Calibration of Masthead Fly

Calibrating Wind Direction

These measurements depend on knowing what the apparent wind direction is fairly closely, within a couple of degrees is perfection but that is still requires calibration. What I would suggest is that you take a photograph of your masthead fly from directly below it like the one to the left. You need to measure three things. You can measure them directly off a paper printout using a protractor. Alternatively, you can import the photograph into Google SketchUp or Photoshop and use the protractor tools in the programs. I prefer Google SketchUp (free) over Photoshop ($$$), which I also have. You need to measure the angle between the flags. What you will want is half that angle for entry into the tools. You will also need the angle the flags fill and the angle of the fly tail. All these angles are measured from the center of the masthead fly support. You can see the trace lines I used to make the measurements.

You can still use this tool without calibrating and just use my numbers or eyeball what you have. Because you will be using the same masthead fly for determining what course you sail as you did in making the measurement, some of the potential errors cancel. Being off a couple of degrees one way or the other doesn't matter that much. You may also want to make sure that your masthead fly is centered correctly. I will show how I did both of these measurements below using Google SketchUp.
First, take a picture from the stern offset looking up at the masthead fly. On my boat, the masthead fly is offset slightly so I moved my camera away from center by approximately the same distance. You can see the backstay running up the picture from over at the left to the top of the mast.

Next I imported the picture into Google SketchUp (free program) as follows.
1) On a blank page, draw a rectangle. This will be the base for your work.
2) Click File, then Import, then enter the name of your photo and select "Use as Texture".
3) Click on the lower right corner of the rectangle to place your image, then move the cursor to the upper right and click again.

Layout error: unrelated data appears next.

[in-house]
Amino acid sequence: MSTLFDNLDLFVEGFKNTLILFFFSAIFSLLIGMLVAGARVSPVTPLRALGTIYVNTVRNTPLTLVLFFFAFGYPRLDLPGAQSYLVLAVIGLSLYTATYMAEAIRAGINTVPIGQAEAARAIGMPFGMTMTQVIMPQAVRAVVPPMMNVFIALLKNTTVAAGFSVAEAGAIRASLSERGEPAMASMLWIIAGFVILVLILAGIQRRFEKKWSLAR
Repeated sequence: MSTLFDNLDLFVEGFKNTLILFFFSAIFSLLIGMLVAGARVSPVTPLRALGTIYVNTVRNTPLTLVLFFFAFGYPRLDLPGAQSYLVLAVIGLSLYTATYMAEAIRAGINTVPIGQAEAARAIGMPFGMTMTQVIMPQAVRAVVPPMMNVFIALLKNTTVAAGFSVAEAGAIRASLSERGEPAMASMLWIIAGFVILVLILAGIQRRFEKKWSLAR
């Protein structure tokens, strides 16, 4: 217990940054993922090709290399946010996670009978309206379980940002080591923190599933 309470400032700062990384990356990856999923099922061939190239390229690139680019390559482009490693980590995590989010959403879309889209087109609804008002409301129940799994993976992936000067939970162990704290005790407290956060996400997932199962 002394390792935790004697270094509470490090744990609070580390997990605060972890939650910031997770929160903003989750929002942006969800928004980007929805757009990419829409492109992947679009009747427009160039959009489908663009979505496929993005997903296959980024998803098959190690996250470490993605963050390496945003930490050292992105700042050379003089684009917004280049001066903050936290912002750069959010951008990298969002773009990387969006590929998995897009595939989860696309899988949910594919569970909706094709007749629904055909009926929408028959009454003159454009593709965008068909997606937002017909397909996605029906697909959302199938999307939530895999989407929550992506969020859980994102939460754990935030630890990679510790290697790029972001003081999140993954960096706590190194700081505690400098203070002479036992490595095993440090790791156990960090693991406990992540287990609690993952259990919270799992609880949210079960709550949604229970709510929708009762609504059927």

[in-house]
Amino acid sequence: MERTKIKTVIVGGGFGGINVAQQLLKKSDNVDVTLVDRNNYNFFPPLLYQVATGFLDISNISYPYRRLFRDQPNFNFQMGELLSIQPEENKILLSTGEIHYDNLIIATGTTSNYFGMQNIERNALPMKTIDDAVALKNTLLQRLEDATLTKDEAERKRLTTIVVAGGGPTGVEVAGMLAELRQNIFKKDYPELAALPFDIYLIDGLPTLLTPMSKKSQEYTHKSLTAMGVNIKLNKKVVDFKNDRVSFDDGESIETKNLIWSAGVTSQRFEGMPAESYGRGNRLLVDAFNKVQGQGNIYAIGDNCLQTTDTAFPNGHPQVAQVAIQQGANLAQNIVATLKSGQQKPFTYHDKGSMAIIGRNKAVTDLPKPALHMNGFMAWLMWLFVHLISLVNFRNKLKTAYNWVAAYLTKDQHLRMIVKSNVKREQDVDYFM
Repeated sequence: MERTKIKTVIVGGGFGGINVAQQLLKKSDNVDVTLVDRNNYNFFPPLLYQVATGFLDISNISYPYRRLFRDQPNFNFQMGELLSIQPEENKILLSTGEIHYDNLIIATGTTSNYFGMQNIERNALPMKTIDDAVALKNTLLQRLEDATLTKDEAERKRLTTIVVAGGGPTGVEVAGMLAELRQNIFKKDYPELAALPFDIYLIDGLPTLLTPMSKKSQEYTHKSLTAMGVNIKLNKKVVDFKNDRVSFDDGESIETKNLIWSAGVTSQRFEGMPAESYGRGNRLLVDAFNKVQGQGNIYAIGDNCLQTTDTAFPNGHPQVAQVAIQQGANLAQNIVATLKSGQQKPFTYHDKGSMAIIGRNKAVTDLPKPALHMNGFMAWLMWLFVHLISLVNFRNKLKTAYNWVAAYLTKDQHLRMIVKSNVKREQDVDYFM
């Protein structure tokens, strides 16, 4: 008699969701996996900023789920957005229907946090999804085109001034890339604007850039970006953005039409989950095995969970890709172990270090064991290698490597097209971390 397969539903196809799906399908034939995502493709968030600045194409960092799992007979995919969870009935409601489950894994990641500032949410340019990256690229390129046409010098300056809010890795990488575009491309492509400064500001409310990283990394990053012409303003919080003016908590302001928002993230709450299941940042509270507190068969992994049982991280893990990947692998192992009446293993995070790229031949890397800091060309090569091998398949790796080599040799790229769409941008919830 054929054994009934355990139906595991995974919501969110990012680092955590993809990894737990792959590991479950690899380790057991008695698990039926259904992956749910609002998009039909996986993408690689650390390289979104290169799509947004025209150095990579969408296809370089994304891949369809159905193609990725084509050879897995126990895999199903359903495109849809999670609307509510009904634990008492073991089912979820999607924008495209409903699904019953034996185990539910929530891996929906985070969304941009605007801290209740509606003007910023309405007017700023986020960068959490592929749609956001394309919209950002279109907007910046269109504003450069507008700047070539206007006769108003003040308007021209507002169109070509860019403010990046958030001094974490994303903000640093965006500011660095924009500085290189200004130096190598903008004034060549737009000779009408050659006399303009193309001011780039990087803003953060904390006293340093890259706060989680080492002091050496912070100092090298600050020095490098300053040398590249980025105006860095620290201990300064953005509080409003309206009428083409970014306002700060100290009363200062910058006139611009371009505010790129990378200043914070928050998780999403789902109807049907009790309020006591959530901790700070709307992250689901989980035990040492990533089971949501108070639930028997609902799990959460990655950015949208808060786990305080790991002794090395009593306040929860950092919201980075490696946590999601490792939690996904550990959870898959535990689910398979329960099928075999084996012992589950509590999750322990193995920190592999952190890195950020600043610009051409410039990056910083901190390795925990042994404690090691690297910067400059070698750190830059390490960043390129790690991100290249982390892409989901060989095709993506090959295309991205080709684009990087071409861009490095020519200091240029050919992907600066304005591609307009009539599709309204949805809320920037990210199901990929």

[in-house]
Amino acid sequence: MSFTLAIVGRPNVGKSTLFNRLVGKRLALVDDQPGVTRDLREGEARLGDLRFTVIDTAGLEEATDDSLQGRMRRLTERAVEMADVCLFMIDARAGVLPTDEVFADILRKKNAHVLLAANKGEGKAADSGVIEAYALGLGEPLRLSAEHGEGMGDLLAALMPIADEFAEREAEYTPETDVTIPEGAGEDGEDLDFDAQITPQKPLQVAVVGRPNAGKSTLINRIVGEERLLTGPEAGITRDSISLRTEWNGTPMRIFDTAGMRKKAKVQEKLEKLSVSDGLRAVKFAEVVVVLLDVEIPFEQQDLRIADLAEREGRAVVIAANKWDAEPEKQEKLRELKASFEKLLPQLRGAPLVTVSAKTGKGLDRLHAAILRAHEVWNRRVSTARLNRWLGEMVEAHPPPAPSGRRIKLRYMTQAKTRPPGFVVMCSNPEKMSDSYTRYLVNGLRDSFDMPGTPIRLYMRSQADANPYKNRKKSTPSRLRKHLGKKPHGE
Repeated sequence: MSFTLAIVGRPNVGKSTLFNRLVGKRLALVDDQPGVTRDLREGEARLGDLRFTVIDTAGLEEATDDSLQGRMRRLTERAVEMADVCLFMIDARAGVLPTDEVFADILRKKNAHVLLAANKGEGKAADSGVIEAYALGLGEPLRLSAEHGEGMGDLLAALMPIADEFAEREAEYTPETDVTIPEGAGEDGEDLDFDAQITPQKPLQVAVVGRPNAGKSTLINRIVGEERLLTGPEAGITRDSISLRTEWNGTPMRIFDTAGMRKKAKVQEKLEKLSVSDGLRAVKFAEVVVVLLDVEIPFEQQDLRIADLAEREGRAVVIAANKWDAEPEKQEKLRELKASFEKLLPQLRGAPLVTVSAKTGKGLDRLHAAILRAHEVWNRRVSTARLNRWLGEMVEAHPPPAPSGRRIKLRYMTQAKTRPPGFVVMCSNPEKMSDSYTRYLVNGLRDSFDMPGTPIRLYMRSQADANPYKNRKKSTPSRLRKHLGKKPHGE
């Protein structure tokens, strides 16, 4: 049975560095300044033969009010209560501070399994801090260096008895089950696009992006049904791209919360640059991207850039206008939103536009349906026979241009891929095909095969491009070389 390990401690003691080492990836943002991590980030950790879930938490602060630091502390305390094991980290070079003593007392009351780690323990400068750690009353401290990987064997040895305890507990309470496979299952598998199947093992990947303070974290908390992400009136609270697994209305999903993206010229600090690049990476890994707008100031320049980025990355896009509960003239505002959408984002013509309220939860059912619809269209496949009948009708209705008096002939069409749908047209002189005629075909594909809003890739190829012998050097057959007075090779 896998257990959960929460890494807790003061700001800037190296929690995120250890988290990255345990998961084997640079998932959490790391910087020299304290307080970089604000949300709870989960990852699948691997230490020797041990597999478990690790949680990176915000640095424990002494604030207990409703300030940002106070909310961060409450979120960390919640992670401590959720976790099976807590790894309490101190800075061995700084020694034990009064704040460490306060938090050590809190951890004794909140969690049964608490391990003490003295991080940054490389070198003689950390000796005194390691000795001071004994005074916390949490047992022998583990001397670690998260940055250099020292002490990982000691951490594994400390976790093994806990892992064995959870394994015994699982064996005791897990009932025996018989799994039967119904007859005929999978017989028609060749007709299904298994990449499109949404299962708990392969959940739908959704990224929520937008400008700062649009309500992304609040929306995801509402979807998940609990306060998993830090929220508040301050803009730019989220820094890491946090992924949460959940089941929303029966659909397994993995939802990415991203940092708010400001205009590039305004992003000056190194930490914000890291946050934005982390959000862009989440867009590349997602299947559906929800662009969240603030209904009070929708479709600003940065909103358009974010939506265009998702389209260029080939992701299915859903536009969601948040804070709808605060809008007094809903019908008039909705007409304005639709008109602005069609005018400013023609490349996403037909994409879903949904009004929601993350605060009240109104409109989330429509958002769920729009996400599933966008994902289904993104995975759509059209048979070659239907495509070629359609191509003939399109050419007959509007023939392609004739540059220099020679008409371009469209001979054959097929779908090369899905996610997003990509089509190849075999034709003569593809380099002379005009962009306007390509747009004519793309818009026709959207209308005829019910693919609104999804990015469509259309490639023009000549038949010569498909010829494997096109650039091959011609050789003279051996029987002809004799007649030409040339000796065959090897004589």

You can now use the SketchUp Protractor tool to make your measurements. It may be helpful to draw lines to the various points you want to measure from the center of the bolt on the masthead fly but that is optional as you can use the protractor directly to make the measurements.

On this picture, what we are interested in is the difference between the two flags as compared to the vertical. In SketchUp, you can place the first point of the protractor in the center of the bolt, then click on the vertical (blue axis) then click move the protractor to each flag reading off the angle. They should be the same.
The second picture you need is from directly under the masthead fly looking straight up. Import it the same way that is described above. In this case you need three measurements.
1) The width of the flags. In this case, 9.5 degrees.
2) The width of the tail. I measure 15 degrees.
3) Half the amount of the angle between the two flags. I measure 55.75 degrees so my flag spacing is 27.875.
It should be noted that I measured a Windex at West Marine and the tail was 15 degrees and the flag 10 degrees. The standard setup is to have the flag spacing at 60 degrees or +- 30 degrees. It doesn't make a significant difference in the calculated target boat speed so feel free to use the standard numbers.
The image to the left shows what you need to measure, in degrees.

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